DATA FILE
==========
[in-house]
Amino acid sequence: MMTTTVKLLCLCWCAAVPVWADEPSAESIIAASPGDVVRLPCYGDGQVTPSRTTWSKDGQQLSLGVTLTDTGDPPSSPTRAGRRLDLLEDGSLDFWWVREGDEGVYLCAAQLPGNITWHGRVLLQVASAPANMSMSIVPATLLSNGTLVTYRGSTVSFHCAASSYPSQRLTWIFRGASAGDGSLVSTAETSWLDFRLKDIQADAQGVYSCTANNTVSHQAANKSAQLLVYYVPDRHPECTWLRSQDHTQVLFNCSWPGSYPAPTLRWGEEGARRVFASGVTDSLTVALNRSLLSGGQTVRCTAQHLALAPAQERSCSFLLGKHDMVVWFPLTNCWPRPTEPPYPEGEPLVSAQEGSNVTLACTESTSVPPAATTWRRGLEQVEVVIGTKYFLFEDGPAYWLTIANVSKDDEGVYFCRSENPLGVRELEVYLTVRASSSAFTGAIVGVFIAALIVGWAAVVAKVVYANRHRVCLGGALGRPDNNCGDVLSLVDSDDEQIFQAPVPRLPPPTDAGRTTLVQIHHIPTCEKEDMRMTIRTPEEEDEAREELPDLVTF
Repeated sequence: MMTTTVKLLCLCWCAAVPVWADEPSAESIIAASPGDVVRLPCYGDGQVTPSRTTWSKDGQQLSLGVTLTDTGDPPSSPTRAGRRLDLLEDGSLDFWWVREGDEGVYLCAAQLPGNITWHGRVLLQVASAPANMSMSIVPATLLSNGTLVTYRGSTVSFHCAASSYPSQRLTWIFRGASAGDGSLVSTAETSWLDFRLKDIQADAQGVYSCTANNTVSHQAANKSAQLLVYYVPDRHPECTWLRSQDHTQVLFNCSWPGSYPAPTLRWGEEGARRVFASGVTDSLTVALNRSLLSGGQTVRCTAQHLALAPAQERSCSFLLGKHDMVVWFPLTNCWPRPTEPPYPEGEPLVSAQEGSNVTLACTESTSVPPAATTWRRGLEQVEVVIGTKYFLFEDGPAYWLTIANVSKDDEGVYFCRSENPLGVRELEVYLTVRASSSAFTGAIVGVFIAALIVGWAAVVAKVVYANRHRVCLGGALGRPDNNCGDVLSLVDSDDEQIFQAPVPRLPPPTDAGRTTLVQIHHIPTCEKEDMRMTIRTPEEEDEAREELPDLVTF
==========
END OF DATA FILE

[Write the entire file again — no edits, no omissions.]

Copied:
[in-house]
Amino acid sequence: MMTTTVKLLCLCWCAAVPVWADEPSAESIIAASPGDVVRLPCYGDGQVTPSRTTWSKDGQQLSLGVTLTDTGDPPSSPTRAGRRLDLLEDGSLDFWWVREGDEGVYLCAAQLPGNITWHGRVLLQVASAPANMSMSIVPATLLSNGTLVTYRGSTVSFHCAASSYPSQRLTWIFRGASAGDGSLVSTAETSWLDFRLKDIQADAQGVYSCTANNTVSHQAANKSAQLLVYYVPDRHPECTWLRSQDHTQVLFNCSWPGSYPAPTLRWGEEGARRVFASGVTDSLTVALNRSLLSGGQTVRCTAQHLALAPAQERSCSFLLGKHDMVVWFPLTNCWPRPTEPPYPEGEPLVSAQEGSNVTLACTESTSVPPAATTWRRGLEQVEVVIGTKYFLFEDGPAYWLTIANVSKDDEGVYFCRSENPLGVRELEVYLTVRASSSAFTGAIVGVFIAALIVGWAAVVAKVVYANRHRVCLGGALGRPDNNCGDVLSLVDSDDEQIFQAPVPRLPPPTDAGRTTLVQIHHIPTCEKEDMRMTIRTPEEEDEAREELPDLVTF
Repeated sequence: MMTTTVKLLCLCWCAAVPVWADEPSAESIIAASPGDVVRLPCYGDGQVTPSRTTWSKDGQQLSLGVTLTDTGDPPSSPTRAGRRLDLLEDGSLDFWWVREGDEGVYLCAAQLPGNITWHGRVLLQVASAPANMSMSIVPATLLSNGTLVTYRGSTVSFHCAASSYPSQRLTWIFRGASAGDGSLVSTAETSWLDFRLKDIQADAQGVYSCTANNTVSHQAANKSAQLLVYYVPDRHPECTWLRSQDHTQVLFNCSWPGSYPAPTLRWGEEGARRVFASGVTDSLTVALNRSLLSGGQTVRCTAQHLALAPAQERSCSFLLGKHDMVVWFPLTNCWPRPTEPPYPEGEPLVSAQEGSNVTLACTESTSVPPAATTWRRGLEQVEVVIGTKYFLFEDGPAYWLTIANVSKDDEGVYFCRSENPLGVRELEVYLTVRASSSAFTGAIVGVFIAALIVGWAAVVAKVVYANRHRVCLGGALGRPDNNCGDVLSLVDSDDEQIFQAPVPRLPPPTDAGRTTLVQIHHIPTCEKEDMRMTIRTPEEEDEAREELPDLVTF